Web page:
You are on page 1of 4

Causes of the Civil War

Expert Information
Many different viewpoints and events resulted in the Civil War. However, many of these were
related to the concept of sectionalism, loyalty to a specific section of the country rather than to
the nation as a whole. Other related causes included disagreements on states’ rights, tariffs, and
slavery.
By 1819, different sections of the United States began to pull apart and support
sectionalism. Sectionalism is defined as a strong sense of loyalty to a state or section instead of
to the whole country. This happened because of westward expansion, the rise of “King Cotton” in
the South, the growing industrial North, and conflicting economic and political interests between
the North and the South. Each section of the country wanted national laws favoring its section
of the country. Conflicts arose when one law was made to help one section, but harm another.
So what did each section want? The Southerners developed an agricultural society based on the
plantation system – growing cotton using slave labor. Southerners saw themselves as “gentlemen
farmers” or the “gentry” (lords of the manor with a high social standing in the community). The
Southern planter wanted low land prices to expand slavery and cotton farming. Southerners also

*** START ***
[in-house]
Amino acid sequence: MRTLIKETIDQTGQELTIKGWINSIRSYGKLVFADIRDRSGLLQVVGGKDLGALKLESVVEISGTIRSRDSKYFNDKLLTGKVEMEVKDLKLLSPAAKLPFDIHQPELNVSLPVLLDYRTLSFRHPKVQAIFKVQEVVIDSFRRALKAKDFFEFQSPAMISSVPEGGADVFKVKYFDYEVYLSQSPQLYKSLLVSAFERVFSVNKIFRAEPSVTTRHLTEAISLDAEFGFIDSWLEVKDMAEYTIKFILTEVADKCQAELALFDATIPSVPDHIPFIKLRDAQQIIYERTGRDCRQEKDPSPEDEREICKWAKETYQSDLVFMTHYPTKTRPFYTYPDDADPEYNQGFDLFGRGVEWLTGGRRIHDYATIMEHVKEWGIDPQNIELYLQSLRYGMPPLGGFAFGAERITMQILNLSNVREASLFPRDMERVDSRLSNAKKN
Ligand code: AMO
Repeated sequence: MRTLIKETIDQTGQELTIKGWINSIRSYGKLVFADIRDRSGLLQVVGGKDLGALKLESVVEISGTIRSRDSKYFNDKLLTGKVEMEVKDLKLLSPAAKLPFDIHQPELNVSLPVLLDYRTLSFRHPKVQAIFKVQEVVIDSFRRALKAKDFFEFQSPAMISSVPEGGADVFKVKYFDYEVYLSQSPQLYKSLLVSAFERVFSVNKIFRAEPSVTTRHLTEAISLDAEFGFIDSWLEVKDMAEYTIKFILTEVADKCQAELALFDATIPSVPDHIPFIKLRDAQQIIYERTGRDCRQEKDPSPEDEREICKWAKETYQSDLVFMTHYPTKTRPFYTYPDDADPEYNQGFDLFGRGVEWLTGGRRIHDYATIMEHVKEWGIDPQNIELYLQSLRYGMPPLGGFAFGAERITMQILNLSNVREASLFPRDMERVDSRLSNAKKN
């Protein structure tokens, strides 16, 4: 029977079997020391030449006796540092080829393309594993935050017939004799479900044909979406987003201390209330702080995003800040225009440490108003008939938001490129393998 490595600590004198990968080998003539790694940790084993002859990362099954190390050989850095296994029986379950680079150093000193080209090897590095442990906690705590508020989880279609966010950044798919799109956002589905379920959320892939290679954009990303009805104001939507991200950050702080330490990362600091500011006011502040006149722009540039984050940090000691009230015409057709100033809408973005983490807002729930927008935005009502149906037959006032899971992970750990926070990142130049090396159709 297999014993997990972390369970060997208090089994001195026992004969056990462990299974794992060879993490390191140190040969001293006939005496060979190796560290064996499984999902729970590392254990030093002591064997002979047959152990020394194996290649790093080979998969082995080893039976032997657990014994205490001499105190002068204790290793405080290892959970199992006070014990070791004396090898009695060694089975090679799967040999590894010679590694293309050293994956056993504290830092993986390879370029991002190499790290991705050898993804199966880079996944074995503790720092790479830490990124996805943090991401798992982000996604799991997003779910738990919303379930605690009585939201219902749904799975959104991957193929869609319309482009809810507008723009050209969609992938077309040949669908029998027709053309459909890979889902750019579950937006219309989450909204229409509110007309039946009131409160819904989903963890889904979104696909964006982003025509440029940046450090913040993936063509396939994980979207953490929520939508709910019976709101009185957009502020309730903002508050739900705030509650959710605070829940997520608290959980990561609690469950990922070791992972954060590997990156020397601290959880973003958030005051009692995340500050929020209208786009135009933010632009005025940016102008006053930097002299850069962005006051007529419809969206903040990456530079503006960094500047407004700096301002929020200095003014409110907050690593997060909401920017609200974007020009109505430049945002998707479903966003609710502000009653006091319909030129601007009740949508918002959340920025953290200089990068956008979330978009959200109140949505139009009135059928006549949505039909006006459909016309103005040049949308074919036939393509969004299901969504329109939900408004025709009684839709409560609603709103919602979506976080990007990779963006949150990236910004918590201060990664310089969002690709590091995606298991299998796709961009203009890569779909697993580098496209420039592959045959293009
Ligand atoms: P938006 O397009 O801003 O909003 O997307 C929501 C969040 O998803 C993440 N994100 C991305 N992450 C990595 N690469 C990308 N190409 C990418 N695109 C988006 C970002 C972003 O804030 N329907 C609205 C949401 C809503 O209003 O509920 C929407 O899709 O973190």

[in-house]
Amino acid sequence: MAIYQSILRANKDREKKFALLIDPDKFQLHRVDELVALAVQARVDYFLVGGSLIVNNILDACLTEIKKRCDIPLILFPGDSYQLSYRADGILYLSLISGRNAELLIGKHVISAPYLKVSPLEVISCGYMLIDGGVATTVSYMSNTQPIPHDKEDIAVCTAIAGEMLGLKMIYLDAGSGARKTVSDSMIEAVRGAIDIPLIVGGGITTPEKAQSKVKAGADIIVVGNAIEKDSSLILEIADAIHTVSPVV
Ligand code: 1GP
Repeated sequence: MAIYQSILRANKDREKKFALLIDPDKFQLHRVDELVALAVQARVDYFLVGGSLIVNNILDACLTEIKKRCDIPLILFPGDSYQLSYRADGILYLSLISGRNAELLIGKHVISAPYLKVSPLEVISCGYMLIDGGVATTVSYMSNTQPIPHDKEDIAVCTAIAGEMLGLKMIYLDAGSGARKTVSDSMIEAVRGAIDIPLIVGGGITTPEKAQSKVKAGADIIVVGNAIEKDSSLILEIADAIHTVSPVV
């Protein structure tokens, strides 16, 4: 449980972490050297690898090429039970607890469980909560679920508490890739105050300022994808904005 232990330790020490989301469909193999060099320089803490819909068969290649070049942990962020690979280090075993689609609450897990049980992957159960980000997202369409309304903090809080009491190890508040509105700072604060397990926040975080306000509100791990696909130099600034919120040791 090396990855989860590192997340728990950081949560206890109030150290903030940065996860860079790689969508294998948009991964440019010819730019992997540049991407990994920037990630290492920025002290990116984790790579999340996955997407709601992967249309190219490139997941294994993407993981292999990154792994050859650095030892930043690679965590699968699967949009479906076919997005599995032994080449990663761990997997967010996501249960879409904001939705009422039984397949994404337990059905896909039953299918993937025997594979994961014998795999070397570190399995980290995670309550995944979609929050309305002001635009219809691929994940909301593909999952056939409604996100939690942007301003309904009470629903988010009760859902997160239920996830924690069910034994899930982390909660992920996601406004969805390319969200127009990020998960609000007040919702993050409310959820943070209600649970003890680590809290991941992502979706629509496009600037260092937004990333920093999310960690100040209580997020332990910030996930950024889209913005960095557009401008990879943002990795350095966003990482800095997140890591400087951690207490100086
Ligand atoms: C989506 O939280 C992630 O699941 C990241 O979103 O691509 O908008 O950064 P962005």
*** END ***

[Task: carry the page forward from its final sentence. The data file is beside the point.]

wanted low tariffs in order to export raw farm products on favorable terms, and to keep down
the cost of buying manufactured goods from Europe.
Southerners traded with Europe and wanted low tariffs so
they could make more profit.

In contrast, the Northerners developed an industrial society based on manufactured
goods and free labor. The Northern industrialist wanted high land prices to discourage the
westward migration of their labor force. The Northern industrialist wanted a high tariff to
protect U.S. goods from foreign competition.
States’ rights is the right of the states to limit the power of the federal government.
Most people living in the southern part of the United States believed in state sovereignty –
state power. Southern states felt that a state had the power to cancel a federal law that it
considered unconstitutional. The idea of a state declaring a federal law illegal is called
nullification. In the 1820s, and 1830s, this idea was put to the test.
In 1828, and 1832, the United States passed two tariffs. These tariffs (or taxes) were
designed to help Northern manufacturers fight against foreign competition. The tariffs made
European goods more expensive and difficult to acquire. Southerners traded cotton for goods
made in Europe, and the tariffs hurt the South’s ability to trade and save money. Southerners